Kean University Foundation launches student-run endowment to foster real-world financial expertise

The Kean University Foundation this month launched a fund managed by Kean students, who will gain real-world experience in working with the investment portfolio.

The Student-Run Endowment, a fund that students can use to research and invest in stocks, bonds or other financial assets, will receive $50,000 in funding from the foundation.

Four students in the College of Business and Public Management — MBA student Anthony Bogash, senior Garrett Terlizzi and juniors Alessandro Dileo and Melanie Huashuayo — make all the investment decisions with guidance from assistant professors Ahmed Alam and Andreas Kakolyris, their faculty co-advisers. Gains generated by the fund will be used to enhance educational experiences for Kean Cougars.

“This initiative provides Kean students with real money to build a fund for the benefit of current and future students,” Kean President Lamont Repollet said. “You can’t get better experience or training for a job on Wall Street. We are proud to be able to offer this experiential learning opportunity with the support of the Kean University Foundation.”

The initiative bridges the gap between classroom learning and practical financial decision-making.

“We believe in the potential of our students to excel not only in their academic pursuits, but also in real-world applications of their knowledge,” Bill Miller, CEO of the Kean University Foundation, said. “The Student-Run Endowment is a testament to our dedication to providing transformative experiences beyond traditional education.”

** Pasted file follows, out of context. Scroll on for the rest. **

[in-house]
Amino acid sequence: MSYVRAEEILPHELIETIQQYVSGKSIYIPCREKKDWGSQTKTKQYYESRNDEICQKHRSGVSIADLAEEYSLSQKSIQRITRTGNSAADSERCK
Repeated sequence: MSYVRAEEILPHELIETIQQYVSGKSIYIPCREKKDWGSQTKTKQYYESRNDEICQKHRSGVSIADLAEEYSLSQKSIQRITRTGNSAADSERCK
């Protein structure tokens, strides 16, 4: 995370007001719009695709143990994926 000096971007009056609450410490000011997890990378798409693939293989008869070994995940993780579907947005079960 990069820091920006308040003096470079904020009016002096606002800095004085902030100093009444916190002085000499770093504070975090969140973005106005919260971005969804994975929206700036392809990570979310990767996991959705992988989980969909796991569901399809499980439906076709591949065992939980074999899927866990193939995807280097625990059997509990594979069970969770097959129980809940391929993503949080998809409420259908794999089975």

The finance students were selected for the SRE based on their GPAs, faculty recommendations and their strong interest in managing the fund. They each researched a sector and recommended stocks or funds. On Wednesday, Dec. 6, the team made its first investments, creating a balanced portfolio of individual stocks and index funds.

“I have utilized the topics and concepts I learned in class,” Huashuayo, of New Providence, said. “I take every trade seriously, as real money is involved.”

The real-life rewards and consequences make the student-run fund “thrilling and challenging at the same time,” according to Kakolyris.

“Compared with its virtual counterpart, trading with real money requires a higher level of dedication and professionalism,” he said. “It reminds the students that they can’t afford to lose while making sure that they are not taking too much risk.”

The foundation anticipates the Student-Run Endowment will become a cornerstone in the university’s commitment to fostering innovation, critical thinking and practical skills development.

Bogash, of Clark, valedictorian at Kean’s 2023 commencement, said he has been “fascinated by the power of financial markets” since taking his first finance class as a Kean undergraduate. He called it an honor to be entrusted with managing the fund.

“Although simulated portfolios are a great educational tool, there is no substitute for the real thing. The decisions we make could have major consequences on university funds,” he said.

The team is dealing with realities that don’t come with simulated stock trading, such as commissions, dividends, mergers & acquisitions and more. The students said they have a fiduciary obligation to act in the best interests of the university.

“A key priority in finance is to maximize value for shareholders,” Dileo, of Toms River, said. “No matter the stakes, investment decisions should always be made on a factual, objective basis.”

Terlizzi, of Brielle, hopes the fund will continue to grow with investments from this team and others in the future.

“The initiative is a step forward for Kean’s efforts to prepare students for life after college,” he said. “I recommend all students, regardless of their major, try to open a basic portfolio and invest for themselves.”